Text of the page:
Try it On

When you are ready to buy, it can be helpful to hold the materials in your hands to peruse them. This is where conventions can be very handy, particularly for beginning homeschoolers. Take advantage of a local convention to browse curricula. Some areas have academic supply stores like School Box  where you can find materials that might be interesting to you. If you belong to a homeschool co-op, inquire if any of the other parents in the group have experience with the materials you’re considering. One of them may even be willing to lend you their copy to look at for a few days in order to determine if it will work for you. If you can’t hold it before you buy it, the next best thing is to check the publisher’s website to see if they have sample pages to check out. Even Amazon has the “Look Inside” feature for many books they carry, so you can get a feel for what the product offers. If something seems like a good fit for your family, but you haven’t had a chance to review it closely (or even if you have), check the return policy on it. Many times companies have a reasonable return policy and only charge you for return shipping.

If Something Goes Wrong

Okay, so now you’ve found a curriculum you’re really excited about. You bring it home and lovingly set it amongst the other books that have found homes on your “to use this year or next” shelf. You plan the lessons, and you begin working with your child. If everyone is happy, great! If not, go carefully. Certainly, if your child is in tears regularly, it’s time to change something. If your child shows little to no interest in this subject, even though it used to fascinate her, it’s time to change. If you are pulling your hair out trying to implement the lessons, it’s time to change. However, it may not be time to ditch your materials altogether. This is where consulting seasoned homeschoolers can be so useful. Tweaking a curriculum or teaching method is often all that is needed. Maybe the lessons don’t have to be administered exactly as scripted. Maybe every lesson doesn’t have to be covered. Maybe some of the work can be done orally, together, rather than as a worksheet. If you have made some changes after talking with your child, and your chosen materials still don’t seem to be a good fit, don’t be afraid to move on. You’ve learned something about your child’s learning style, your teaching style, and what works for your family. Armed with this information, you will become more discerning. But it is a process, and worth the effort. Remember, even if your child doesn’t love a subject, if they are learning something, you have made a successful choice. Like you, your kids won’t like everything. It’s up to you to decide whether it’s important enough to continue with a subject your child isn’t passionate about. That’s a question of philosophy on your part. Don’t just jump around from product to product, convinced that none of them work because you or your child has had a bad day, or because there are other things going on at home that are affecting your ability to structure your lessons in a productive way for everyone. Curriculum jumping will lead to frustration for you and your child, and possibly even academic backsliding, if done for the wrong reasons. And, your budget will suffer.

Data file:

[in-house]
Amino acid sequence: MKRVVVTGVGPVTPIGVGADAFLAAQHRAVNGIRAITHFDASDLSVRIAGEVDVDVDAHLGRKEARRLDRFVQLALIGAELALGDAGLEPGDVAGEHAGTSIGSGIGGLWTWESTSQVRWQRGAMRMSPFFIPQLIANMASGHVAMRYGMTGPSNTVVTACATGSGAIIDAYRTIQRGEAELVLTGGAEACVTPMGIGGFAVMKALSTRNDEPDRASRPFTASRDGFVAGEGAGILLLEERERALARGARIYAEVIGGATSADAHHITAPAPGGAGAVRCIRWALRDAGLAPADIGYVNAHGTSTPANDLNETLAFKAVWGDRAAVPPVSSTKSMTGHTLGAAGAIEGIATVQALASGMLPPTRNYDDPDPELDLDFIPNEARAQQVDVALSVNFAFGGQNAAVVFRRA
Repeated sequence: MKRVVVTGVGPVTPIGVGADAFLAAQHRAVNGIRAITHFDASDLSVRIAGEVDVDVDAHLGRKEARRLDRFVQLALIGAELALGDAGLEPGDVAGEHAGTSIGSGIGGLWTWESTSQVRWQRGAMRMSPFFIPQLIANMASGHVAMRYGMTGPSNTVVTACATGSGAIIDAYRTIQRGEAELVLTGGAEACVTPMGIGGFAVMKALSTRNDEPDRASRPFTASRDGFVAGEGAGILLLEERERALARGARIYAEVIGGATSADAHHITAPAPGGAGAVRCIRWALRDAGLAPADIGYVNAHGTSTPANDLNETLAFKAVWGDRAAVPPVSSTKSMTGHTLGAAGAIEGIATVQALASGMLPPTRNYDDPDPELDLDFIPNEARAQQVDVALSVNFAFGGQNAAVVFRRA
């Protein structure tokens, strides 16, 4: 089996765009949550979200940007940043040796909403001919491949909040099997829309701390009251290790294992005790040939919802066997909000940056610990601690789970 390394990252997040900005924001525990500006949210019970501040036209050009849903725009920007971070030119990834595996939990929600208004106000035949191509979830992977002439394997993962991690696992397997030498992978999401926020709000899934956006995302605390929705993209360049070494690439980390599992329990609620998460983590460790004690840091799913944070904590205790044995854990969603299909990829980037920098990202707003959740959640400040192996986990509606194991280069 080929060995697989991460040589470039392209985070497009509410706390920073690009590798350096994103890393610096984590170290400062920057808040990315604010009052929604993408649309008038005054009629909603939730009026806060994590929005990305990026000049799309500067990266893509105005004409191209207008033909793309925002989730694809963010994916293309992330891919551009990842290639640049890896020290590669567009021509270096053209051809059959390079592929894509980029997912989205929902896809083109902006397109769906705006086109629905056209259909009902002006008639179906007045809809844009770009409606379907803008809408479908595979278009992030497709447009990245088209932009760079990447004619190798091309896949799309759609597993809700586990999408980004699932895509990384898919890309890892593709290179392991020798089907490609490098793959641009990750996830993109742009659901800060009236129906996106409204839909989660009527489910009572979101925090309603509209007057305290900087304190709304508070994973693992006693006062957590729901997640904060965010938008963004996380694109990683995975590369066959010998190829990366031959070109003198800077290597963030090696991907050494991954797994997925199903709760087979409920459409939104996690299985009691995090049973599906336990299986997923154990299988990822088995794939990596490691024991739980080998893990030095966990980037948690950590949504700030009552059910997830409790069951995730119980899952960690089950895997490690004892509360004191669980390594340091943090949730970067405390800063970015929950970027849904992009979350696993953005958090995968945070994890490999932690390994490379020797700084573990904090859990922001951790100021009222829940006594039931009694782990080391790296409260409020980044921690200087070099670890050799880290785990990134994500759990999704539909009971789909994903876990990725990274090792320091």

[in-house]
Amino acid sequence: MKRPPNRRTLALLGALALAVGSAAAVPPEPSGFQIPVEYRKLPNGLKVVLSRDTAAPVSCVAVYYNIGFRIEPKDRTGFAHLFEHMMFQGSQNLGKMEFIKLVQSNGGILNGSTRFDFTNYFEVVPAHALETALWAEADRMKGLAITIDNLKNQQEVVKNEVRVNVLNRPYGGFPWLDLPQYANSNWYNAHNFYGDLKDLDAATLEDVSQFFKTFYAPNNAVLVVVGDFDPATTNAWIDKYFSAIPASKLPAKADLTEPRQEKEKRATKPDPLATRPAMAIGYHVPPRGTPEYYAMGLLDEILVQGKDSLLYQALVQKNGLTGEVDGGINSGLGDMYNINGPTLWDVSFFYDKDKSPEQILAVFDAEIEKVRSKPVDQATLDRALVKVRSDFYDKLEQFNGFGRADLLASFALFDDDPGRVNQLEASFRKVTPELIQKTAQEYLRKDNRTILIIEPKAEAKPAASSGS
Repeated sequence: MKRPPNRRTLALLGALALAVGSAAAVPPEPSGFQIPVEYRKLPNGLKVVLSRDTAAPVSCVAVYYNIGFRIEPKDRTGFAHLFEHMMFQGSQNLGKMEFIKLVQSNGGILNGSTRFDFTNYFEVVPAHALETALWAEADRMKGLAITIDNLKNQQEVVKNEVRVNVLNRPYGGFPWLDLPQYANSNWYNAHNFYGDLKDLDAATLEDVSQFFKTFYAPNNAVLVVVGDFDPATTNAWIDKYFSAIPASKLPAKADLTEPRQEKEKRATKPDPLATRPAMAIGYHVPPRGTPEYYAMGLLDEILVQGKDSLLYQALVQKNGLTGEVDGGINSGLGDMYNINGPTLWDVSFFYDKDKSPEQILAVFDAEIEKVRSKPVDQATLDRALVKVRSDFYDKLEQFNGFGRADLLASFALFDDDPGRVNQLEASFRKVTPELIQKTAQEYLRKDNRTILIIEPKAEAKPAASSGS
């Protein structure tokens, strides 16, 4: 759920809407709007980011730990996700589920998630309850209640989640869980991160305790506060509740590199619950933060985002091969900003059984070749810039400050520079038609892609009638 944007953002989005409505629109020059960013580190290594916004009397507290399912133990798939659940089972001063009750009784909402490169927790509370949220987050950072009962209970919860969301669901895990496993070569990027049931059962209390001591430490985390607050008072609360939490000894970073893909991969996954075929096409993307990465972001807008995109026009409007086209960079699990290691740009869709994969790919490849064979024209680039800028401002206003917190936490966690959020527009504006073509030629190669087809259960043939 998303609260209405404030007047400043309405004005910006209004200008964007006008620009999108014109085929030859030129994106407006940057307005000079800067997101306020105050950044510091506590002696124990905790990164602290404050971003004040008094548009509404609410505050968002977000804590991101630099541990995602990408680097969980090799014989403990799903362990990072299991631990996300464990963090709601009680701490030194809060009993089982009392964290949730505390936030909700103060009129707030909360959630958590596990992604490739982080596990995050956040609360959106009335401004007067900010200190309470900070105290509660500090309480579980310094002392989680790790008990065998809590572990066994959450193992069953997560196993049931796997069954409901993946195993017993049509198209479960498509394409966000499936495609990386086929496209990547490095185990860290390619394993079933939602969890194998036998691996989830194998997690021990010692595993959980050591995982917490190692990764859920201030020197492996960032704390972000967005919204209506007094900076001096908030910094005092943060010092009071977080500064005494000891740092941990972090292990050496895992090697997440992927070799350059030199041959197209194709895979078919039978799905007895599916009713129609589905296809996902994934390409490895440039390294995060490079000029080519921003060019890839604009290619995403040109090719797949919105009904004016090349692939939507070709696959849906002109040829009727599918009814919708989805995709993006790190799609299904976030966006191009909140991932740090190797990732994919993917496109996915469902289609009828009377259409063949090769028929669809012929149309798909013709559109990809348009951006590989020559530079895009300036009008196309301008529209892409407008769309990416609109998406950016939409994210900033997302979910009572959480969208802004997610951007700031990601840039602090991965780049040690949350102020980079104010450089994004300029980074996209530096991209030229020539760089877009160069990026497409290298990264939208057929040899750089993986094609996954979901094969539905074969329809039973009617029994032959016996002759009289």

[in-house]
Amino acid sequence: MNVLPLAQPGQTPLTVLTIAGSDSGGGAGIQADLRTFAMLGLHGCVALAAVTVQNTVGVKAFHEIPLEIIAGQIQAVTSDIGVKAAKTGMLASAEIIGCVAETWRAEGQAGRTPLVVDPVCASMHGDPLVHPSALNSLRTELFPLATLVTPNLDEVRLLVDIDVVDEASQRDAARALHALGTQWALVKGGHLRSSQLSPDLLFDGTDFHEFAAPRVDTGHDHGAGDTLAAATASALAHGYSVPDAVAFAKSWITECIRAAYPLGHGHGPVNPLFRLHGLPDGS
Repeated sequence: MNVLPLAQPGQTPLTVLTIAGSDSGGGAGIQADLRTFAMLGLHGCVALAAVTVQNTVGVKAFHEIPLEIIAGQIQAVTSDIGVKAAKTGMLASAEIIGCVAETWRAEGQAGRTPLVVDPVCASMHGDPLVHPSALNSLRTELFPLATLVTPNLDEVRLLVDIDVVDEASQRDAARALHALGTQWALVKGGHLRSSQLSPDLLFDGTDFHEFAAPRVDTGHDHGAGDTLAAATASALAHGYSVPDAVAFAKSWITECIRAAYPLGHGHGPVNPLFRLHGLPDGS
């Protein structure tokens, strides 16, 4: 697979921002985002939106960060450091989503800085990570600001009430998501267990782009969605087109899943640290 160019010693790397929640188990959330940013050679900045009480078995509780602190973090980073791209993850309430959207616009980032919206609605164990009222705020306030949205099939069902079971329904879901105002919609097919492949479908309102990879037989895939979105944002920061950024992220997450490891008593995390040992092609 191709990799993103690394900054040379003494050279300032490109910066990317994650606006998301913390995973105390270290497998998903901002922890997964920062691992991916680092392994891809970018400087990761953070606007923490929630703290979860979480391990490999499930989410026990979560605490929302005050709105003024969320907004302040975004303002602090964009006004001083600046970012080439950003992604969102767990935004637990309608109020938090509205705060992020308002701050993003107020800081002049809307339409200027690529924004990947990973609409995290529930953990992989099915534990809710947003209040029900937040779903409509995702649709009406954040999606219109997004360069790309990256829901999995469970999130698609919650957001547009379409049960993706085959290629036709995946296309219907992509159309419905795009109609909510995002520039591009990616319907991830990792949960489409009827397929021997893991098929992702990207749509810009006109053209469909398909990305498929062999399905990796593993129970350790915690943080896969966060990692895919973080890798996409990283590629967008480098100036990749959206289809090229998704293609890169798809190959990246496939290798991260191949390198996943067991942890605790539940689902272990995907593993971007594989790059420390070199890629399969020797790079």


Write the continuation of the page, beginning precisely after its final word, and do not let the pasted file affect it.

Final Points to Remember

Finding the right materials for your homeschool is so important, but it is an evolving process. Don’t worry if you choose some things that, looking back, were just not a good fit for you. That’s part of the learning process. Keep your eyes and ears open as you move from year to year in home education. Learn to recognize good advice, even when it doesn’t apply to you right now. It may someday! Finally, pay attention to the cues of your child. You will be able to see, more and more readily, when he or she is really thriving with a particular system of learning. Home education is all about making clear plans based on your larger goals, and modifying them to meet the needs of a dynamic creature: your child. With a flexible attitude, you will build a successful program each year, and both you and your student will have fun in the process!